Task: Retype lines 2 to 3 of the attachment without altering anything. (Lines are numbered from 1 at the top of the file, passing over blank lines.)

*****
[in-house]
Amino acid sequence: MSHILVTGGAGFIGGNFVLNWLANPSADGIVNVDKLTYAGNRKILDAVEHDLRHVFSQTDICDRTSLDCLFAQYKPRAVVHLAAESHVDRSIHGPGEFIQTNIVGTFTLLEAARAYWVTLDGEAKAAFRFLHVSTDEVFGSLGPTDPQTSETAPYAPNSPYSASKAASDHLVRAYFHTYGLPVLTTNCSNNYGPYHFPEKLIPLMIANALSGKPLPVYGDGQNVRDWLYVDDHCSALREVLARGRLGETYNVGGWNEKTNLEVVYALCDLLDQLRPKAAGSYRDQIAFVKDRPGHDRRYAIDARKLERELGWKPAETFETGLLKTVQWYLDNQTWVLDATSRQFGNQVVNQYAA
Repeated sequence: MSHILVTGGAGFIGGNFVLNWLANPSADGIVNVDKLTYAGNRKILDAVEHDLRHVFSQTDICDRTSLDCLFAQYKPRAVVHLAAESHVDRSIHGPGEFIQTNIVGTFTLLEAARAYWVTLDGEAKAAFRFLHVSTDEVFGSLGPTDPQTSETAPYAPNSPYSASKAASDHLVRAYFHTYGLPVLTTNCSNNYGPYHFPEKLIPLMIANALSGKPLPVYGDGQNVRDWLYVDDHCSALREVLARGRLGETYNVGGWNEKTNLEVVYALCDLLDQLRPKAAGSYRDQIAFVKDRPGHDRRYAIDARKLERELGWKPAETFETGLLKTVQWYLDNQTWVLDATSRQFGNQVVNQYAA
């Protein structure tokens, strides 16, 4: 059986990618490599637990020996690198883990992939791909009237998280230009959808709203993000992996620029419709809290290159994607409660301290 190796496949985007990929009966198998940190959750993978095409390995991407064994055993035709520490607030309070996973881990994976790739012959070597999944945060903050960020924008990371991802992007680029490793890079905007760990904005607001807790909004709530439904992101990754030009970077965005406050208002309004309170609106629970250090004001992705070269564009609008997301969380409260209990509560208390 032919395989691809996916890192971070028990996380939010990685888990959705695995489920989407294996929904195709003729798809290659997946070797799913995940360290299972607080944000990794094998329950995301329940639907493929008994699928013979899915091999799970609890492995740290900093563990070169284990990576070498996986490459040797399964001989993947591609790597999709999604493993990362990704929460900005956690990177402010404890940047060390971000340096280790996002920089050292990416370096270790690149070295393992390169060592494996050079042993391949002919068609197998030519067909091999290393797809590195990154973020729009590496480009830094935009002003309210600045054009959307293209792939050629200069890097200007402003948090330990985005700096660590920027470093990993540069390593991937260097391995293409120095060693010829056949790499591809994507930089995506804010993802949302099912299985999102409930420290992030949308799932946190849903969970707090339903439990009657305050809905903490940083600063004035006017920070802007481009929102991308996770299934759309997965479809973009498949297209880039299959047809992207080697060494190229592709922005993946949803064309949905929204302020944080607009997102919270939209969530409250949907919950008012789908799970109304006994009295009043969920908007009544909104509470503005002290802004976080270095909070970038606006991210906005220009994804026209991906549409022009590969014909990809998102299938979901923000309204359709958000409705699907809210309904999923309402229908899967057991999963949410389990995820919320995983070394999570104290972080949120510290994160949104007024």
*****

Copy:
Amino acid sequence: MSHILVTGGAGFIGGNFVLNWLANPSADGIVNVDKLTYAGNRKILDAVEHDLRHVFSQTDICDRTSLDCLFAQYKPRAVVHLAAESHVDRSIHGPGEFIQTNIVGTFTLLEAARAYWVTLDGEAKAAFRFLHVSTDEVFGSLGPTDPQTSETAPYAPNSPYSASKAASDHLVRAYFHTYGLPVLTTNCSNNYGPYHFPEKLIPLMIANALSGKPLPVYGDGQNVRDWLYVDDHCSALREVLARGRLGETYNVGGWNEKTNLEVVYALCDLLDQLRPKAAGSYRDQIAFVKDRPGHDRRYAIDARKLERELGWKPAETFETGLLKTVQWYLDNQTWVLDATSRQFGNQVVNQYAA
Repeated sequence: MSHILVTGGAGFIGGNFVLNWLANPSADGIVNVDKLTYAGNRKILDAVEHDLRHVFSQTDICDRTSLDCLFAQYKPRAVVHLAAESHVDRSIHGPGEFIQTNIVGTFTLLEAARAYWVTLDGEAKAAFRFLHVSTDEVFGSLGPTDPQTSETAPYAPNSPYSASKAASDHLVRAYFHTYGLPVLTTNCSNNYGPYHFPEKLIPLMIANALSGKPLPVYGDGQNVRDWLYVDDHCSALREVLARGRLGETYNVGGWNEKTNLEVVYALCDLLDQLRPKAAGSYRDQIAFVKDRPGHDRRYAIDARKLERELGWKPAETFETGLLKTVQWYLDNQTWVLDATSRQFGNQVVNQYAA